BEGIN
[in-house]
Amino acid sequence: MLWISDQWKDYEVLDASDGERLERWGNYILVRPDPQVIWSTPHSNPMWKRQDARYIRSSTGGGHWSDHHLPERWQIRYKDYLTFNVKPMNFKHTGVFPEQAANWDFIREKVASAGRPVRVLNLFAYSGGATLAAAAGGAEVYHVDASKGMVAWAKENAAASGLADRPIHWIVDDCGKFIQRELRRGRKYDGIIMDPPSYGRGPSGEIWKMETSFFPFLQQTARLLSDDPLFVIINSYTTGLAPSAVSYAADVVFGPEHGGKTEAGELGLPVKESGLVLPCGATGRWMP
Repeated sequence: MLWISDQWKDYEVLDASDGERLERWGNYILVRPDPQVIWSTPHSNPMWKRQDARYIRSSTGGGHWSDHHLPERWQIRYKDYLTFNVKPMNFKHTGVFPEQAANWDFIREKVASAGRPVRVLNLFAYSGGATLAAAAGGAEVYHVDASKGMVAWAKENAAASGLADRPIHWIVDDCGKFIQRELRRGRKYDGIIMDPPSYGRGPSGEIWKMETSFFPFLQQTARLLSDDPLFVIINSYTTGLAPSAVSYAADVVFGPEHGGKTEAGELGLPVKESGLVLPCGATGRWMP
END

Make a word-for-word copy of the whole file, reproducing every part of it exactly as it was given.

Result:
[in-house]
Amino acid sequence: MLWISDQWKDYEVLDASDGERLERWGNYILVRPDPQVIWSTPHSNPMWKRQDARYIRSSTGGGHWSDHHLPERWQIRYKDYLTFNVKPMNFKHTGVFPEQAANWDFIREKVASAGRPVRVLNLFAYSGGATLAAAAGGAEVYHVDASKGMVAWAKENAAASGLADRPIHWIVDDCGKFIQRELRRGRKYDGIIMDPPSYGRGPSGEIWKMETSFFPFLQQTARLLSDDPLFVIINSYTTGLAPSAVSYAADVVFGPEHGGKTEAGELGLPVKESGLVLPCGATGRWMP
Repeated sequence: MLWISDQWKDYEVLDASDGERLERWGNYILVRPDPQVIWSTPHSNPMWKRQDARYIRSSTGGGHWSDHHLPERWQIRYKDYLTFNVKPMNFKHTGVFPEQAANWDFIREKVASAGRPVRVLNLFAYSGGATLAAAAGGAEVYHVDASKGMVAWAKENAAASGLADRPIHWIVDDCGKFIQRELRRGRKYDGIIMDPPSYGRGPSGEIWKMETSFFPFLQQTARLLSDDPLFVIINSYTTGLAPSAVSYAADVVFGPEHGGKTEAGELGLPVKESGLVLPCGATGRWMP